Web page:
Another Katrina moment
Former Vancouver city councillor Gordon Price coins a new term, the “Katrina moment”, of which Vancouver has had a few this Fall. The latest was a fiece windstorm that passed through early Friday morning. Almost everyone I’ve talked to was awakened around 3:30 am by the howling wind, which approached but just fell short of the all-time wind speed record (that happened during a hurricane). Awoken, I went to check for tidbits online only to have our power go out.
There is an economic cost associated with Katrina moments, in this case tens of millions of dollars damage to homes, cars, boats, hydro wires (mostly due to fallen trees), plus the associated costs of a power outage affecting a quarter million, closures of transit routes, schools and businesses, and the unmeasurable impact on trees in parks and on streets.
The ugly part is that even if we were to stabilize the total amount of CO2 in the atmosphere next year, there is still more warming built in because these are effectively movements towards a new equilibrium and it takes time. And of course, we are far from even reducing the net annual flow of CO2 emissions, never mind the total stock of CO2.
So get ready for more Katrina moments, and hope our politicians can get it together in the next few years. Here’s Price:
I think we just had a Katrina Moment.
Weather so sudden, so severe, it scares you.
The TV News calledÂ itÂ the â€˜wicked windâ€™Â – a haunting scream at 3 am in the morning.
The damageÂ wasnâ€™t just physical – though the losses will be deeply felt.Â I just saw a downed oak, majestic and aged, ripped up by the roots in Stanley Park.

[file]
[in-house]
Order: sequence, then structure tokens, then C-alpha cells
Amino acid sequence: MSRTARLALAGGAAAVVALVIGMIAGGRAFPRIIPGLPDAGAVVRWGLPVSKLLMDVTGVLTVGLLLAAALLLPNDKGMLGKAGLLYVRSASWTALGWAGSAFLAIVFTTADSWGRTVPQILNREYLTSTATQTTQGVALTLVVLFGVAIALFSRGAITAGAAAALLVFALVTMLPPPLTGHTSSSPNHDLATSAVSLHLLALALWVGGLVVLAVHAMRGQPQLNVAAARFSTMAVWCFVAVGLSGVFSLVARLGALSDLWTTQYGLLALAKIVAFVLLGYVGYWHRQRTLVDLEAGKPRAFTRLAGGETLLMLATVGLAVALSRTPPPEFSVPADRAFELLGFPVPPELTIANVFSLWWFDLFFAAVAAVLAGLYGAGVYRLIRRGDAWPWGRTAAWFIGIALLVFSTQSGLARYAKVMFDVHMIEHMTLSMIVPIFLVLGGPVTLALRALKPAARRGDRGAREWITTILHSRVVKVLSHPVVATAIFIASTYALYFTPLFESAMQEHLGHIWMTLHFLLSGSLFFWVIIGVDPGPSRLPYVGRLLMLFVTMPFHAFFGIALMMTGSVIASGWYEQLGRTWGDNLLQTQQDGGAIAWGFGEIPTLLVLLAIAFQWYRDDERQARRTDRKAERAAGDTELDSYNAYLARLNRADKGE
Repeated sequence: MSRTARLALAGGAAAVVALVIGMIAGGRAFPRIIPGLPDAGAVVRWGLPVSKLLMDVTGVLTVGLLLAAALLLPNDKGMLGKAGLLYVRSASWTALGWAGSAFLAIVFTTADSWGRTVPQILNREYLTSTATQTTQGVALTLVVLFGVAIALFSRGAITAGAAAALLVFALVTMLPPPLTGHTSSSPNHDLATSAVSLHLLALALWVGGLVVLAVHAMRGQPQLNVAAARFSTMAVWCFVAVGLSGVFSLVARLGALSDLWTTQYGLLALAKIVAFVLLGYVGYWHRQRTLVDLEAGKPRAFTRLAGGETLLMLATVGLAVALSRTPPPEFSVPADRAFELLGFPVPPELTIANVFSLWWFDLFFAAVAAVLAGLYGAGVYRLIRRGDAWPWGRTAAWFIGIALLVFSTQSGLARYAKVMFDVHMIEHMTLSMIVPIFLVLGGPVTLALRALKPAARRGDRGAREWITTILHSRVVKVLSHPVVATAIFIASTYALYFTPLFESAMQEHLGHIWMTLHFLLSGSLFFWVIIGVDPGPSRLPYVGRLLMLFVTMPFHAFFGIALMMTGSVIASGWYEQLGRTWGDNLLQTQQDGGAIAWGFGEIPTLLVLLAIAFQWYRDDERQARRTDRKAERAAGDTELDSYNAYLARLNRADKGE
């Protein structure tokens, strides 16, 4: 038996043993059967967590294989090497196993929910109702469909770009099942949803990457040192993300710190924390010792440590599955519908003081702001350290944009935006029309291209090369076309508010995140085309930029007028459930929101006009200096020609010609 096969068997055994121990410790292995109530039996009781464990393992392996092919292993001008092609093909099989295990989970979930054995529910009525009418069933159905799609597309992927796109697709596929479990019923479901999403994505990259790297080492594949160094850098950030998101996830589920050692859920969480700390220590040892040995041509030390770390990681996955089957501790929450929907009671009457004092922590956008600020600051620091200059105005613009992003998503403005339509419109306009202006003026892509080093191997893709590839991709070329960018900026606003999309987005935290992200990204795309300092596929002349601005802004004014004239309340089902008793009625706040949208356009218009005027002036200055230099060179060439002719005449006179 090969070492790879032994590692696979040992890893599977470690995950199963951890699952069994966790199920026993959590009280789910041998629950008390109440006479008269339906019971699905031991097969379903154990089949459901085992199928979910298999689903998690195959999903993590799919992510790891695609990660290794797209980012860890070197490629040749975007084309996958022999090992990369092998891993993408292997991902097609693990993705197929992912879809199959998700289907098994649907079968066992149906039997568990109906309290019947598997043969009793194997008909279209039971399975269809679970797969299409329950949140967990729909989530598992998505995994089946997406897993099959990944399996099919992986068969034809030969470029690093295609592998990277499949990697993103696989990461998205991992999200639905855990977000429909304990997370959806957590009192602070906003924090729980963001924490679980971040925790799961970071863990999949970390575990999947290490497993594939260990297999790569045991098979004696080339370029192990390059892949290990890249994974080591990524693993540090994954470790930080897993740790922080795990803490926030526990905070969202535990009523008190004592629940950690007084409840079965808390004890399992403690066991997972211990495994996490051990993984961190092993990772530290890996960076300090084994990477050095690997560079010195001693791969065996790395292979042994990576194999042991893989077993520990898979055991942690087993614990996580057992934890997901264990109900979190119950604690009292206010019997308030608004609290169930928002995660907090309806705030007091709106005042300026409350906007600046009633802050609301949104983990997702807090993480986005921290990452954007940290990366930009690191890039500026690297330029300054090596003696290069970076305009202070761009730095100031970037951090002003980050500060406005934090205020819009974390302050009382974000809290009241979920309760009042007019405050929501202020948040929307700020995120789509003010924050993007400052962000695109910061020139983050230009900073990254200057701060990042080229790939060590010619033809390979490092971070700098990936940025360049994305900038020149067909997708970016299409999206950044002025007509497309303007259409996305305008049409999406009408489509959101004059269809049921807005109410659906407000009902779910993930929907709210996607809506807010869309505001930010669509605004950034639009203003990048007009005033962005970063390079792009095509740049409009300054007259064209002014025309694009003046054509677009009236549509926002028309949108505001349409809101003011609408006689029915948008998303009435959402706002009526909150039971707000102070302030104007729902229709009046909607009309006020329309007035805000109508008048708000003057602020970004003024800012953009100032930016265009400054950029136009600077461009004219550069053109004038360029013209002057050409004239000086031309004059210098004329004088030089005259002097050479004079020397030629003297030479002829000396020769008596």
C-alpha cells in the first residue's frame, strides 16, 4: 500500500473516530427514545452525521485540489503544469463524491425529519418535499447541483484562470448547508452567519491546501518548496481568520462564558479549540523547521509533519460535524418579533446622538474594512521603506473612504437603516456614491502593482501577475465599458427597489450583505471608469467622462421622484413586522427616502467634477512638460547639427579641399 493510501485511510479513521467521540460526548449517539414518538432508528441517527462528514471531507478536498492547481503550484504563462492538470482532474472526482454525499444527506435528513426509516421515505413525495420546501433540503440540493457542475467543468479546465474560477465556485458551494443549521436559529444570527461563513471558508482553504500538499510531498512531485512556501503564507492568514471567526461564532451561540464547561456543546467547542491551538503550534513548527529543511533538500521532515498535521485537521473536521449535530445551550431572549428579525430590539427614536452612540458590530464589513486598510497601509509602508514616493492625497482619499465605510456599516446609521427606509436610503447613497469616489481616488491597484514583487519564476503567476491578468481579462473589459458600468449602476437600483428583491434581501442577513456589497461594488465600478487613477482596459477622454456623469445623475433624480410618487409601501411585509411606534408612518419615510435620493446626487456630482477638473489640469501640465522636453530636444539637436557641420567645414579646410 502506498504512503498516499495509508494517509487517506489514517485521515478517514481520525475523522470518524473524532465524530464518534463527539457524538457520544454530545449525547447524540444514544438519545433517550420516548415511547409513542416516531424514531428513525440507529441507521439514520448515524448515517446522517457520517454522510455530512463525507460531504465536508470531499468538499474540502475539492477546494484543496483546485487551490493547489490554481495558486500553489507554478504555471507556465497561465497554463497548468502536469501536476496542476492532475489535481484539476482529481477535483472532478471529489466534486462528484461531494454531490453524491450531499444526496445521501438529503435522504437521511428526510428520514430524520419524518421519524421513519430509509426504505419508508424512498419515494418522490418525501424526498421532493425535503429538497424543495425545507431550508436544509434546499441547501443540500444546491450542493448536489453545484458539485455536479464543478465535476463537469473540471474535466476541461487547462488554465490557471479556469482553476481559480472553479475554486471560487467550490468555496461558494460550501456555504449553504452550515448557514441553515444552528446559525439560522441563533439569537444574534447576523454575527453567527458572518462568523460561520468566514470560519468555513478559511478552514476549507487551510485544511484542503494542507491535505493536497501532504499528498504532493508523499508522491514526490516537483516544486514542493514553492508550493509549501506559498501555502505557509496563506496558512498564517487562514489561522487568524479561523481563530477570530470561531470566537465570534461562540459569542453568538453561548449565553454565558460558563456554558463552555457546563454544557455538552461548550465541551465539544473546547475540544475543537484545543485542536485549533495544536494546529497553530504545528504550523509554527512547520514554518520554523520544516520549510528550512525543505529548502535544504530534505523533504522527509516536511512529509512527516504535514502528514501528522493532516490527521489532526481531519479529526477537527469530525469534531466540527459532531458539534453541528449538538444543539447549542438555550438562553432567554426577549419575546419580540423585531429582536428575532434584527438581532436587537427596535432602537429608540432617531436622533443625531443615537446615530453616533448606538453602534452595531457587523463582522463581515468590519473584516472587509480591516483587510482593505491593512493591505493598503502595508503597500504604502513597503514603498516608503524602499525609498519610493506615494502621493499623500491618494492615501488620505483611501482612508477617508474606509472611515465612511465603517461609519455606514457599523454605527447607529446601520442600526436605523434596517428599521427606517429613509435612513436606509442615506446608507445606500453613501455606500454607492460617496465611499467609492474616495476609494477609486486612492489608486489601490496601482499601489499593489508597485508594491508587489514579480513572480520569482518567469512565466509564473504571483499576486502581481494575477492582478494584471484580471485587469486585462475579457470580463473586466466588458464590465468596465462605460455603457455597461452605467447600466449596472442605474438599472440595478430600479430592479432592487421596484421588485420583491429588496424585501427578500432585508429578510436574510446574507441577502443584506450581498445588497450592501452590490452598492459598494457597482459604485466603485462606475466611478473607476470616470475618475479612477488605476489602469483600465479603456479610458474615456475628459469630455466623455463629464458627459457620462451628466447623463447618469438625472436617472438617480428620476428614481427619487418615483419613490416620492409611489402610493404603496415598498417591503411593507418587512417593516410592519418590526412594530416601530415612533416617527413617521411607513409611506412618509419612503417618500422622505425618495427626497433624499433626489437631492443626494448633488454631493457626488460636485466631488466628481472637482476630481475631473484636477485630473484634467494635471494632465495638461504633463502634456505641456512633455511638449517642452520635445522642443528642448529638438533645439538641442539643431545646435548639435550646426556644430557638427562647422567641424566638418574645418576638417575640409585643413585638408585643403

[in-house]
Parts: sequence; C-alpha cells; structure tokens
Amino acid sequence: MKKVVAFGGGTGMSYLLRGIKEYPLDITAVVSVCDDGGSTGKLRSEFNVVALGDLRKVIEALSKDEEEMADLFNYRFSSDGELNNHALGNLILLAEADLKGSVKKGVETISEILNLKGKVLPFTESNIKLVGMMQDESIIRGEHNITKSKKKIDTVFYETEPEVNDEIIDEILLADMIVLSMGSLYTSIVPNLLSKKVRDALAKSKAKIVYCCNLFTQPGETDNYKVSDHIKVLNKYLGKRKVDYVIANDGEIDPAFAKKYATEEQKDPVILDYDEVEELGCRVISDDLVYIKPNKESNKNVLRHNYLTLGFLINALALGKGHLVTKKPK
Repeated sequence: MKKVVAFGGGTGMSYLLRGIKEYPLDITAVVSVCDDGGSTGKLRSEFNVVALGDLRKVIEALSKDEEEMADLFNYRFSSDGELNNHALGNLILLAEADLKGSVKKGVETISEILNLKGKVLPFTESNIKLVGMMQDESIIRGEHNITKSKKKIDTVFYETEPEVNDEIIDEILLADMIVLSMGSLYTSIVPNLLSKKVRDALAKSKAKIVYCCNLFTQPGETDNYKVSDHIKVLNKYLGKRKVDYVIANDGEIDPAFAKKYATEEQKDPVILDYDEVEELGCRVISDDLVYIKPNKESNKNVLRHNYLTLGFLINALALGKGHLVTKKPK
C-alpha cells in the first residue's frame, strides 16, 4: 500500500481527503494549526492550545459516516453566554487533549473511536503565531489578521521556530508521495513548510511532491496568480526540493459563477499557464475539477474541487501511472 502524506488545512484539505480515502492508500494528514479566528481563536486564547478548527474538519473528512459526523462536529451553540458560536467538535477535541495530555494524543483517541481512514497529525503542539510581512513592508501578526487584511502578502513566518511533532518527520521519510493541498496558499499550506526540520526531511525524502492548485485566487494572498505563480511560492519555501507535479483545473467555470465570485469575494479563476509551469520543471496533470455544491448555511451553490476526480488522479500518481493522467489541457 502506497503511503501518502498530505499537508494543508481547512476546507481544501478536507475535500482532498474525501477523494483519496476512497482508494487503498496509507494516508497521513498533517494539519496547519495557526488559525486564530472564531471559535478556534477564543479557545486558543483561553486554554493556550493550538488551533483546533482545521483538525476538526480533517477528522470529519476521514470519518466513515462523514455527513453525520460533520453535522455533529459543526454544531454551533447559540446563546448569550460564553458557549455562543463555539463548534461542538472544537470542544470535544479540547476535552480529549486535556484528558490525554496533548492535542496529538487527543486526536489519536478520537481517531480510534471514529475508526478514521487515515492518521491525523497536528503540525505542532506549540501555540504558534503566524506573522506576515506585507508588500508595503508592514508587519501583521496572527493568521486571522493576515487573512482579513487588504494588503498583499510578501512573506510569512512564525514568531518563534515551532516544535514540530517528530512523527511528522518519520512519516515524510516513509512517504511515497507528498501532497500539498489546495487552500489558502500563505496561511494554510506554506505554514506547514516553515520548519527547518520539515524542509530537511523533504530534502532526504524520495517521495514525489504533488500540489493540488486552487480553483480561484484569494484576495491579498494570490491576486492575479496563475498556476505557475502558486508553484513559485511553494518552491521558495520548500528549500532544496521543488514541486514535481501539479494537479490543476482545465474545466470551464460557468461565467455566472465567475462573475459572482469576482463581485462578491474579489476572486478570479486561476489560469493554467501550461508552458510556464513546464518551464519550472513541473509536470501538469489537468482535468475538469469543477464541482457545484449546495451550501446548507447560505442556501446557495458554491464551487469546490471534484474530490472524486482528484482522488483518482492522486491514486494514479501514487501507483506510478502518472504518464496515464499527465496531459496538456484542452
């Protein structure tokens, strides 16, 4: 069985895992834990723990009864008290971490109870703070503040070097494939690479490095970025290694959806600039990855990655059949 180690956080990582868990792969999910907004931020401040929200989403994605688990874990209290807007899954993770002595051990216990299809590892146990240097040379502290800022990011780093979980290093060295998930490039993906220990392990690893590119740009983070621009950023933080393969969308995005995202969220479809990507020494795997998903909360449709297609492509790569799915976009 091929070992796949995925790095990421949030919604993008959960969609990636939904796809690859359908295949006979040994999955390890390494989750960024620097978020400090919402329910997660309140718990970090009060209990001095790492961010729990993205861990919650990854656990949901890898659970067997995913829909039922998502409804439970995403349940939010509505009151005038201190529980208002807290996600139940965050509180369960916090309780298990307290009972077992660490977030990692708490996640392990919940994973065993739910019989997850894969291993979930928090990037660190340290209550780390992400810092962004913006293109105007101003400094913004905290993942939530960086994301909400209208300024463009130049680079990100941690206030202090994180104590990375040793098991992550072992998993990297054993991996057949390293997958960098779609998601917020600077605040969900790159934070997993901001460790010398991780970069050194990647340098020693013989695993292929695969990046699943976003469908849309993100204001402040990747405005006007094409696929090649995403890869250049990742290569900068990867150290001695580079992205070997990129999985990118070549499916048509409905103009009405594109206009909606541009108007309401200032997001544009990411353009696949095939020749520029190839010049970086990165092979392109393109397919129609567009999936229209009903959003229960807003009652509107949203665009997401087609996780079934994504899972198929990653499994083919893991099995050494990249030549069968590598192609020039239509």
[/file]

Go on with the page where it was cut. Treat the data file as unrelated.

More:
Maybe the wind storm exposedÂ more than the usual fear, thatÂ our technological web is vulnerable.Â Thereâ€™sÂ more aÂ fear of retribution,Â that natureâ€™sÂ roaring back as a consequence of our actions of the last two and a half centuries.Â Whatâ€™s next?Â Because it sure seems likely, as we personally experience what is happening to our planet, that something else is in the works.
More and more, people wonder: How are our leaders going to respond to our anxiety.Â One or two Katrina Moments and the agenda changes.Â It already has, if Marc Jaccardâ€™s op-ed in the SunÂ today is any indication.Â The author of â€œSustainable Fossil Fuels,â€ an SFU prof in resource management, confronts our provincial politicians: â€œWhat did you do for the Atmosphere, Daddy?â€
Â â€¦ my bet is that B.C.â€™s cabinet ministers will avoid telling their children about the difference they could have made.
Thatâ€™s a pretty tough charge.Â â€˜You donâ€™t care about your own kids?Â About our future?â€™
Jaccard is looking at their decision to allow coal-burning power plants with no carbon capture.Â HeÂ argues thatÂ the technologies exist, so is the Provincial GovernmentÂ really going to allowÂ two coal-burning power plants without requiring carbon capture and storage?Â Â Thatâ€™sÂ like saying, â€˜Iâ€™m not taking climate change seriously, even in thisÂ new climate of anxiety.â€™
â€œClimate of anxietyâ€ were the words they used to headline Pete McMartinâ€™s column, also in the Sun today.Â He too got the spooky implications of our Katrina Moment; he even connectedÂ it to that â€œEnd of the Worldâ€ headlineÂ a few weeks ago – with a McMartin twist.Â Mother Nature is more a â€˜vengeful bitch.â€™
It really isnâ€™t surprising that politicians would prefer to avoid addressing climate change, given that they have to balance all the issues,Â find a way to respond credibly to the science, craft policy, approve legislationÂ and allocate dollars for a danger that is distant.Â Â But Katrina MomentsÂ require thatÂ our leadersÂ respond, that theyÂ findÂ the right words,Â and leadÂ us in time when we donâ€™t know what the wind will bring.